“Our time in Italy was interrupted by an urgent dash back to Alexandria to help contain a mutiny on board a number of Greek warships which were lying in the harbour. The crews were threatening to shoot anybody who tried to board them. Eventually after 12 days stand-off two of the Greek ships were boarded during the night and the other ships surrendered with comparatively minor casualties. However there was a heavily armed Greek Cruiser in Port Said where the crew had also mutinied and we had to go there before the incident was over.”
HMS Ajax sailed for the UK and arrived in Gibraltar on 10th May in the middle of the night. The ship quickly oiled left before first light. At that time most of the cruisers in the Mediterranean were doing the same thing. Secrecy was vital because of movements related to the build-up for the D-Day Invasion. Upon arriving back at Scapa Flow, the next couple of weeks were spent on gunnery practice, with a few days in Greenock for installation of new radar sets. The ship left Scapa Flow 3rd June.
June 1944: The Invasion of Europe
Richard kept a diary of what he describes as “scribbled notes”. Much of his personal recollections here are prompted by the diary notes. He explains the pencilled writing has faded over the last 70 years and is not easy to read.
Saturday June 3rd
“This morning at 1130 we left Greenock in company with the Cruiser Squadron. This includes ‘Belfast’ (C.S.10.) (Cruiser class 10) ‘Diadem’ ‘Orion’ ‘Emerald’ ‘Argonaut’ and ourselves, HMS Ajax. Last night we left Greenock and what with all the secret conferences which have been going on, we more or less knew we were going to take part in the Second Front.
Whether we were to go direct or stop at a South Coast Port, we didn’t know until the Captain spoke over the S.R.E. after leaving Greenock. He said that we were now on our way to open the Second Front and our job was to get the army ashore and maintain them there. We were liable to do much bombardment and spend long hours at action stations. He said he had great confidence in us and that he knew that Ajax would maintain her fine traditions.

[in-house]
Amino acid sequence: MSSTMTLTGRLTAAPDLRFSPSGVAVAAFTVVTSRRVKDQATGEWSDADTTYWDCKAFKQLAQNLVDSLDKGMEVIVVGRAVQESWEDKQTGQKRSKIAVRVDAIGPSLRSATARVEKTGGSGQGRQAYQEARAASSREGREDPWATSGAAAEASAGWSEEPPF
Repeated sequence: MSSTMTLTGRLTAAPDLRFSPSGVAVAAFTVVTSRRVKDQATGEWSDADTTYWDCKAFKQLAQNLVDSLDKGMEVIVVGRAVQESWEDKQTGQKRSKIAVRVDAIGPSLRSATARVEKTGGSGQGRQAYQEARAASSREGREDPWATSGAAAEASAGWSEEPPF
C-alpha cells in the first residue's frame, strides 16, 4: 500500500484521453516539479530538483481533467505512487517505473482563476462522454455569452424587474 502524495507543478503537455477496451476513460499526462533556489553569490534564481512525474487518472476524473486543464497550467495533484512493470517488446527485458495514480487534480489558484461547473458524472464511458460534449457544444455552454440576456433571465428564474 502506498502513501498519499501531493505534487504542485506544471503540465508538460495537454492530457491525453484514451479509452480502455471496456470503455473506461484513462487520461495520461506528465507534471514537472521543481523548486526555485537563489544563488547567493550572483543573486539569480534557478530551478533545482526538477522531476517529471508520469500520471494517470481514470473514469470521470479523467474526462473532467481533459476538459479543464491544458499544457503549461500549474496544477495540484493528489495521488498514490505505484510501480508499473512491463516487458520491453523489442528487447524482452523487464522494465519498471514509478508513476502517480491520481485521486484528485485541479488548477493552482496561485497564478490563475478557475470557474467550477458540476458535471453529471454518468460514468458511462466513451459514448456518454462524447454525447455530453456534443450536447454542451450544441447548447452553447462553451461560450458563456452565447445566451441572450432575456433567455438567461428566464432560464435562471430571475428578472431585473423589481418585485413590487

It is now just 1500 hours and I intend to jot all the happenings of the next few days in this diary. Naturally, at present we are all wondering what to expect from the enemy and where we shall be required first. I think that we may be going in the Cherbourg direction but that remains to be seen. At lunch time today the conversation ran on the lines of who’d be coming out OK. Personally I think that this is a bad line for a conversation but it was really said only jokingly. Somehow I have a feeling of confidence that we’ll all be OK and I hope on leave before long. (Much overdue)! At present we are just leaving the Firth of Clyde and entering the Irish Channel, or North Channel whichever it is. I’m not sure. I have the ‘first dog’ and unfortunately the Middle watch, however.”
Sunday June 4th
“2230. Tonight, but for the one most unfortunate factor, we should now be steaming in towards the French Coast. This morning however it was decided the weather was too rough for the invasion to start so the whole thing has been delayed. Much disappointment was felt when this was announced. Tonight, however, the prospects look better. The sun is out and the sea is moderating. At this moment, 2230, we are approximately in the same position as last night. During the day we have just steamed around in the Irish Sea.
When I think of it the fact that the whole Invasion of Europe has been delayed perhaps a matter of 24 hours, it seems incredible. There must have been much misgiving amongst the high officials today and great feats of reorganisation must have been performed. I believe it is just as well it didn’t start 24 hours before it was first due as the results might have been disastrous! Owing to the heavy seas more men and materials to support the initial landings could not have been put ashore. I only hope the delay won’t have any long term ill effects. I have the First Watch to-night so should get a good night’s sleep!”
Monday June 5th
“1315. After an anxious forenoon during which the sea was really rough, we have rounded Land's End and are now on our way up the Channel. The waves have gone down and the sun is shining. The coast of Cornwall is visible and the sea is a wonderful blue. One might almost say: perfect invasion weather! The Captain has just broadcast telling us the Second Front is liable to start any hour and we must be prepared for attacks from the enemy, particularly from E-boats, U-boats and aircraft. E-Boats seem to be the most probable source of danger.
22.30. ‘The Invasion is on’! - at Night Action Stations. The Commander told us what is to happen. I won’t go into details as they will soon be news. After Night Action Stations I visited the Plot and discovered the details from ‘Torps’ (Torpedo Officer). We go to Action Stations at 0400 which suits me nicely as I was to have had the Morning Watch anyway. We should arrive at our Bombardment position at 0445 and when it is light 0515 (approx) commence our shoot at a 6” shore battery. At 0645 Heavy Bombers come in and at 0725 our troops land.
At 20.00 tonight minesweepers started to sweep channels for us and during tonight paratroopers are to be landed. At the moment I am just about to turn in and hope no events take place before 0400. Everything is quite normal on the ship, just a feeling of excitement and everyone is pleased that we are at last doing what we came back from the Med to do.”